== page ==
By The Numbers: Takanori Gomi

By: Brian Knapp
May 25, 2020

Takanori Gomi for a time ran parallel to B.J. Penn in the race to be considered the sport’s premiere lightweight, and while Penn’s submission of “The Fireball Kid” ended the discussion with brutal clarity in 2003, the Japanese superstar nevertheless managed to chisel out quite a legacy for himself.

A former Shooto and Pride Fighting Championships titleholder, Gomi debuted as a 20-year-old in 1998, rattled off 14 consecutive victories and ultimately started his career with a remarkable 27-3 mark across his first 30 appearances. Father Time, subpar conditioning and the natural progression of the sport conspired against him during his 30s, as he looked more like a journeyman than contender despite showing glimpses of his past greatness in fleeting moments. Gomi—who has yet to formally retire—has not competed since he knocked out Melvin Guillard at Rizin Fighting Federation 11 a little less than two years ago.

With Gomi’s MMA journey nearing its conclusion, here are some of the numbers that have come to define him:

41: Years of age. Gomi was born on Sept. 22, 1978 in Kanagawa, Japan.

14: Wins by knockout or technical knockout, accounting for close to 40 percent of Gomi’s career total. His list of victims includes Dokonjonosuke Mishima, Duane Ludwig and Tyson Griffin.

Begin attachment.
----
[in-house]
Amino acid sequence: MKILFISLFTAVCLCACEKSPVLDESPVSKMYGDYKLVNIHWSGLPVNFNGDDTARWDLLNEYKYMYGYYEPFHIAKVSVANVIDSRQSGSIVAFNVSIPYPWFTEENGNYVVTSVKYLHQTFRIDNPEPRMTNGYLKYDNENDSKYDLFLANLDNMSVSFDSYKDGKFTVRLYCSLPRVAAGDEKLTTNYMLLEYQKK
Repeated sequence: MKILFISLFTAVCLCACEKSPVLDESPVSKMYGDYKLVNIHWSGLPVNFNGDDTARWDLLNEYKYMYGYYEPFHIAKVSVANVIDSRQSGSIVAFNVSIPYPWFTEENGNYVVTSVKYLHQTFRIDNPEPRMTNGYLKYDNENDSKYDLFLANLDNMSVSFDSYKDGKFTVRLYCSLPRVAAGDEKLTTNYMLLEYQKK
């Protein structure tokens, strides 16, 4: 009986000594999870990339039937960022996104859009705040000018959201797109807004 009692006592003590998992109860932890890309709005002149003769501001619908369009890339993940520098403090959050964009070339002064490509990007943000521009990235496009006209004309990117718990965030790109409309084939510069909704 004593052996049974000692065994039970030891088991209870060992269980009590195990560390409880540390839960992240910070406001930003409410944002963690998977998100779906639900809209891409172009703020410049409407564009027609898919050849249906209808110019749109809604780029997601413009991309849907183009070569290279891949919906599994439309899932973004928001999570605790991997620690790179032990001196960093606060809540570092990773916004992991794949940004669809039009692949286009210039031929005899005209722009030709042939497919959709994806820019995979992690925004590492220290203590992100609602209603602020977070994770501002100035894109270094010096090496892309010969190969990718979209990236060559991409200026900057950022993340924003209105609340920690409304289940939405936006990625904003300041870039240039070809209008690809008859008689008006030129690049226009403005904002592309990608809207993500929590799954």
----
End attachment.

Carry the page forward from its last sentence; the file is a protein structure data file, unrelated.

1: Victory over a former Ultimate Fighting Championship titleholder. Gomi knocked out Jens Pulver 6:21 into their New Year’s Eve encounter at Pride Shockwave 2004.

15: First-round finishes to Gomi’s credit, five of them by submission.

6: Seconds needed to put away Ralph Gracie with knee strikes at Pride Bushido 3 on May 23, 2004. It remains the fastest finish of Gomi’s 42-fight career.

12: Welterweight champions in Shooto history, and Gomi is one of them. He captured the promotion’s 154-pound title with a unanimous decision over Rumina Sato in December 2001, retained it with his technical knockout of Mishima a year later and surrendered it in a majority decision loss to Joachim Hansen on Aug. 10, 2003.

8: Submission losses on Gomi’s ledger. Always vulnerable on the ground, he has fallen to rear-naked chokes from Penn, Kenny Florian and Jon Tuck, an arm-triangle choke from Marcus Aurelio, an Achilles lock for Satoru Kitaoka, a guillotine choke from Clay Guida, an armbar from Nate Diaz and a triangle choke from Yusuke Yachi.

8: Organizations in which Gomi has competed as a professional mixed martial artist. They are the UFC, Shooto, SuperBrawl, Vale Tudo Japan, Rumble on the Rock, Pride, Sengoku and Rizin.

3: Post-fight bonuses won during Gomi’s forgettable stay in the UFC. He was awarded “Fight of the Night” twice and “Knockout of the Night” once, resulting in $130,000 of additional income. Gomi went 4-9 in 13 appearances inside the Octagon.

1,554: Days between victories during the longest drought of Gomi’s career. He took a unanimous decision from Isaac Vallie-Flagg at UFC 172 on April 26, 2014, lost his next six fights—all of them were first-round finishes—and did not win again until he wiped out Guillard on July 28, 2018.

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